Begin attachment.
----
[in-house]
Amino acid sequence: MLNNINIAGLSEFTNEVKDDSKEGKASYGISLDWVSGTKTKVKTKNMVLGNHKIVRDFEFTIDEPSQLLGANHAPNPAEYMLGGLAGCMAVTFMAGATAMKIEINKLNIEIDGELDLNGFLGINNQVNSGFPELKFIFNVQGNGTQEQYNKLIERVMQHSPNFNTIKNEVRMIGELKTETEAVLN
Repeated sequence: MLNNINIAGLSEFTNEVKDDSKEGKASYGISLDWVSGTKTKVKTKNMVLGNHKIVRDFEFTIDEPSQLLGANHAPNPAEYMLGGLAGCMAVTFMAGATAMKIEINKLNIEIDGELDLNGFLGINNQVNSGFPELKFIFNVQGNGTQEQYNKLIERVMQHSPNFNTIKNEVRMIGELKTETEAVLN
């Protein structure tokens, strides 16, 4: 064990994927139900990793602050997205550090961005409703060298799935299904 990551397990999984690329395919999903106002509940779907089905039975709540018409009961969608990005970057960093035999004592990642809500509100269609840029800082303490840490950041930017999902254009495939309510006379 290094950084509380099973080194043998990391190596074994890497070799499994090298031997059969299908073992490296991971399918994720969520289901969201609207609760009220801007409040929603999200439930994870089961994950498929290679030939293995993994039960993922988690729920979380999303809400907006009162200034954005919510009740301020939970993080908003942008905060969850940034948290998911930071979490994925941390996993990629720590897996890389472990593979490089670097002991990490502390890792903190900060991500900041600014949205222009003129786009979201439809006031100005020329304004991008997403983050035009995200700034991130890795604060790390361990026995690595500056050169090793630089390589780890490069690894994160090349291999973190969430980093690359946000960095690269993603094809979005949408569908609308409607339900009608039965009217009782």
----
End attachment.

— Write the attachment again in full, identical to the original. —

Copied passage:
[in-house]
Amino acid sequence: MLNNINIAGLSEFTNEVKDDSKEGKASYGISLDWVSGTKTKVKTKNMVLGNHKIVRDFEFTIDEPSQLLGANHAPNPAEYMLGGLAGCMAVTFMAGATAMKIEINKLNIEIDGELDLNGFLGINNQVNSGFPELKFIFNVQGNGTQEQYNKLIERVMQHSPNFNTIKNEVRMIGELKTETEAVLN
Repeated sequence: MLNNINIAGLSEFTNEVKDDSKEGKASYGISLDWVSGTKTKVKTKNMVLGNHKIVRDFEFTIDEPSQLLGANHAPNPAEYMLGGLAGCMAVTFMAGATAMKIEINKLNIEIDGELDLNGFLGINNQVNSGFPELKFIFNVQGNGTQEQYNKLIERVMQHSPNFNTIKNEVRMIGELKTETEAVLN
């Protein structure tokens, strides 16, 4: 064990994927139900990793602050997205550090961005409703060298799935299904 990551397990999984690329395919999903106002509940779907089905039975709540018409009961969608990005970057960093035999004592990642809500509100269609840029800082303490840490950041930017999902254009495939309510006379 290094950084509380099973080194043998990391190596074994890497070799499994090298031997059969299908073992490296991971399918994720969520289901969201609207609760009220801007409040929603999200439930994870089961994950498929290679030939293995993994039960993922988690729920979380999303809400907006009162200034954005919510009740301020939970993080908003942008905060969850940034948290998911930071979490994925941390996993990629720590897996890389472990593979490089670097002991990490502390890792903190900060991500900041600014949205222009003129786009979201439809006031100005020329304004991008997403983050035009995200700034991130890795604060790390361990026995690595500056050169090793630089390589780890490069690894994160090349291999973190969430980093690359946000960095690269993603094809979005949408569908609308409607339900009608039965009217009782």